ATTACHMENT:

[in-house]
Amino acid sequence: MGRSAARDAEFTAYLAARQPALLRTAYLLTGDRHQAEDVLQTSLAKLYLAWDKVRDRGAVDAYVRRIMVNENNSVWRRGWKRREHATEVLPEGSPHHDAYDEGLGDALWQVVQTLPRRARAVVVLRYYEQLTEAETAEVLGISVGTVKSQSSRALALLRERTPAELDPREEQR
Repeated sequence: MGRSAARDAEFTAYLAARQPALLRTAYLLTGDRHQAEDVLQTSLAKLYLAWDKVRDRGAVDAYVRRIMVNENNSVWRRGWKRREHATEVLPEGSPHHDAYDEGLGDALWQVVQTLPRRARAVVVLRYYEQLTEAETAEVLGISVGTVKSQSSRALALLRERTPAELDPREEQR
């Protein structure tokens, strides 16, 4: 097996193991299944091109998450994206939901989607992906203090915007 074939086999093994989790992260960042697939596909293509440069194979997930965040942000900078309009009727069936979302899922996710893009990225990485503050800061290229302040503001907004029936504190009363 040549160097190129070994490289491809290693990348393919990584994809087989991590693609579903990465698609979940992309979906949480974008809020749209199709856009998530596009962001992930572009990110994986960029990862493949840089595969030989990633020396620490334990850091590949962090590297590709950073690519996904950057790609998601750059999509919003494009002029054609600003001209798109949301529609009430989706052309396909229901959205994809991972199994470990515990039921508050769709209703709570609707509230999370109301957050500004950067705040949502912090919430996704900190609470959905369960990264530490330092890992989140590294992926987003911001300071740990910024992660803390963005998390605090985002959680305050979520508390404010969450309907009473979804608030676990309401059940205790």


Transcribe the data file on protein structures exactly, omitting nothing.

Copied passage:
[in-house]
Amino acid sequence: MGRSAARDAEFTAYLAARQPALLRTAYLLTGDRHQAEDVLQTSLAKLYLAWDKVRDRGAVDAYVRRIMVNENNSVWRRGWKRREHATEVLPEGSPHHDAYDEGLGDALWQVVQTLPRRARAVVVLRYYEQLTEAETAEVLGISVGTVKSQSSRALALLRERTPAELDPREEQR
Repeated sequence: MGRSAARDAEFTAYLAARQPALLRTAYLLTGDRHQAEDVLQTSLAKLYLAWDKVRDRGAVDAYVRRIMVNENNSVWRRGWKRREHATEVLPEGSPHHDAYDEGLGDALWQVVQTLPRRARAVVVLRYYEQLTEAETAEVLGISVGTVKSQSSRALALLRERTPAELDPREEQR
């Protein structure tokens, strides 16, 4: 097996193991299944091109998450994206939901989607992906203090915007 074939086999093994989790992260960042697939596909293509440069194979997930965040942000900078309009009727069936979302899922996710893009990225990485503050800061290229302040503001907004029936504190009363 040549160097190129070994490289491809290693990348393919990584994809087989991590693609579903990465698609979940992309979906949480974008809020749209199709856009998530596009962001992930572009990110994986960029990862493949840089595969030989990633020396620490334990850091590949962090590297590709950073690519996904950057790609998601750059999509919003494009002029054609600003001209798109949301529609009430989706052309396909229901959205994809991972199994470990515990039921508050769709209703709570609707509230999370109301957050500004950067705040949502912090919430996704900190609470959905369960990264530490330092890992989140590294992926987003911001300071740990910024992660803390963005998390605090985002959680305050979520508390404010969450309907009473979804608030676990309401059940205790």